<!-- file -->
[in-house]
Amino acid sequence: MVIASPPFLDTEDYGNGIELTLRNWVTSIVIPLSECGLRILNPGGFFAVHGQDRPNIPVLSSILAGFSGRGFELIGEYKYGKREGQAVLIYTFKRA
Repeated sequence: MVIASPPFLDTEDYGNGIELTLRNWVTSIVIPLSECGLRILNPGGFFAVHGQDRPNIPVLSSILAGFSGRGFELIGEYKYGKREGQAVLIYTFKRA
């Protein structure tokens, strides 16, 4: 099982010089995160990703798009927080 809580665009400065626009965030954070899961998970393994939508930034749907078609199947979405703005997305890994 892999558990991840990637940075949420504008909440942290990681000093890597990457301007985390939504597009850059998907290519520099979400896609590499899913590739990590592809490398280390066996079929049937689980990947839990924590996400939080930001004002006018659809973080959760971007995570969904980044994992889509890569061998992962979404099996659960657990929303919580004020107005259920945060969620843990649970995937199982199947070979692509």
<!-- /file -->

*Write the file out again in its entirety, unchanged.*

[in-house]
Amino acid sequence: MVIASPPFLDTEDYGNGIELTLRNWVTSIVIPLSECGLRILNPGGFFAVHGQDRPNIPVLSSILAGFSGRGFELIGEYKYGKREGQAVLIYTFKRA
Repeated sequence: MVIASPPFLDTEDYGNGIELTLRNWVTSIVIPLSECGLRILNPGGFFAVHGQDRPNIPVLSSILAGFSGRGFELIGEYKYGKREGQAVLIYTFKRA
């Protein structure tokens, strides 16, 4: 099982010089995160990703798009927080 809580665009400065626009965030954070899961998970393994939508930034749907078609199947979405703005997305890994 892999558990991840990637940075949420504008909440942290990681000093890597990457301007985390939504597009850059998907290519520099979400896609590499899913590739990590592809490398280390066996079929049937689980990947839990924590996400939080930001004002006018659809973080959760971007995570969904980044994992889509890569061998992962979404099996659960657990929303919580004020107005259920945060969620843990649970995937199982199947070979692509």